The dollar declined in New York as a ground offensive against Iraq appeared probable.
Early today in overseas trading, the dollar rallied on news of tentative Iraqi acceptance of the Soviet Union's peace plan. But the rally didn't hold.
The dollar jumped to 131.50 yen in Far East trading early today when news of the plan broke, but it fell back to 131.03 yen by midday.
The dollar had closed at 131.43 yen in New York, down from 131.27 Wednesday. It closed at 1.492 German marks, down from 1.495.
New York trading was influenced by Fed Chairman Alan Greenspan's testimony on Capitol Hill, in which he indicated that the credit crunch is continuing. The market interpreted that as a sign that "more Fed easing is likely," said Marc Chandler, analyst with the firm IDEA.
A move by the Fed to ease credit by lowering interest rates generally hurts the dollar because it makes dollar-denominated securities less valuable for investors.
Hog and pork belly futures prices collapsed, tumbling their permitted daily limits amid perceptions that a seasonal increase in slaughter rates has begun.
On other commodity markets, cattle futures were mixed; oil futures fell sharply; precious metals were lower, and grains and soybeans were mixed.
Live hog futures settled 0.3 cent to the permitted daily limit of 1.5 cents lower on the Chicago Mercantile Exchange, with the expiring contract for delivery in February down 1.5 cents at 50.35 cents a pound; frozen pork bellies finished 1 cent to the 2-cent limit lower, with February at 63.07 cents a pound.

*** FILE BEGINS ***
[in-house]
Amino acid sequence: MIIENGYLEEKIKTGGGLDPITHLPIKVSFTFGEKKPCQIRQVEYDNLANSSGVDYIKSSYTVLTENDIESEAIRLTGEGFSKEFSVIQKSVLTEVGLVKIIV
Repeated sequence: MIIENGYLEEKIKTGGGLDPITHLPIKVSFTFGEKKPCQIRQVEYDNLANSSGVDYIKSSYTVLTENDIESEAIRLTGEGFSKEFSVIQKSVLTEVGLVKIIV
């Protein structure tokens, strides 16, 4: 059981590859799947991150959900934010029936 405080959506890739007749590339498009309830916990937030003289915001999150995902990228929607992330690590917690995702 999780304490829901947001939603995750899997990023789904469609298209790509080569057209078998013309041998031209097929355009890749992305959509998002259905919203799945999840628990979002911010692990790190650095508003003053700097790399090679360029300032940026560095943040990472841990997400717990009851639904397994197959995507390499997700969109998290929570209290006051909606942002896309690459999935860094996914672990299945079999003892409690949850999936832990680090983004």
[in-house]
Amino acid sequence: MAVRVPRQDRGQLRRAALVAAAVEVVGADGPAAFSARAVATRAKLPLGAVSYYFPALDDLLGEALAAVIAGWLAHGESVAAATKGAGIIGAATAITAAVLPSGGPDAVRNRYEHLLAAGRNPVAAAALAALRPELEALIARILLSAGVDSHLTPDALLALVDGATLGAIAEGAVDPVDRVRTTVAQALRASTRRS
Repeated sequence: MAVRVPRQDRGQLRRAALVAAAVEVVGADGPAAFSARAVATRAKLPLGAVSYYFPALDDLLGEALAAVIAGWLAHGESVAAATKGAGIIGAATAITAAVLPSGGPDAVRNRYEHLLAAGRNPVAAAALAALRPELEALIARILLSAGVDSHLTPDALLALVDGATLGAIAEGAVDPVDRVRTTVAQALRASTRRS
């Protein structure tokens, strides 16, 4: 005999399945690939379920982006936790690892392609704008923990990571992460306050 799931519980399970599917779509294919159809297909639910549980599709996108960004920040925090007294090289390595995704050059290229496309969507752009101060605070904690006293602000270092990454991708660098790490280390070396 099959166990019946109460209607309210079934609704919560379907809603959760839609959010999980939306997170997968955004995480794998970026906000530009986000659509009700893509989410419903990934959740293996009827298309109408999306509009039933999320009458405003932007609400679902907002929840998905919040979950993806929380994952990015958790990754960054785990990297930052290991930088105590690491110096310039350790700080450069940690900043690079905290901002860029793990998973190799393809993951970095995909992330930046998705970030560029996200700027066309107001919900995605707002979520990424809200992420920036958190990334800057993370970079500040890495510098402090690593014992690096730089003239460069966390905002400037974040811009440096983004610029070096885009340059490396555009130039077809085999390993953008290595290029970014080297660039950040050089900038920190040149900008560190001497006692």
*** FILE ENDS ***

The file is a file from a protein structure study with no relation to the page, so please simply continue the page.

In cattle trading, live cattle futures were unchanged to 0.98 cent higher, with expiring February at 80.6 cents a pound; feeder cattle were unchanged to 0.15 cent lower, with March at 88.92 cents a pound.
The plunge in pork followed Wednesday's moderate decline. Analysts said much of the selling was driven by an increase in the number of hogs offered to meatpackers and a corresponding drop in the prices at which they were sold.
Hog marketings typically rise in late winter, a function of the industry's breeding cycle, analysts said.
Thomas Morgan, president of Sterling Research Corp. in Arlington Heights, Ill., said cash hogs prices were 50 cents to $1 a pound lower Thursday than Wednesday.
"We're in a period of time when the market normally erodes," he said.
Precious metals also fell on New York's Commodity Exchange, following the oil markets.
Gold futures ended $1.90 to $2 lower, with February at $362.70 an ounce; silver was 3.3 to 3.7 cents lower, with March at $3.64.
Market Roundup, D6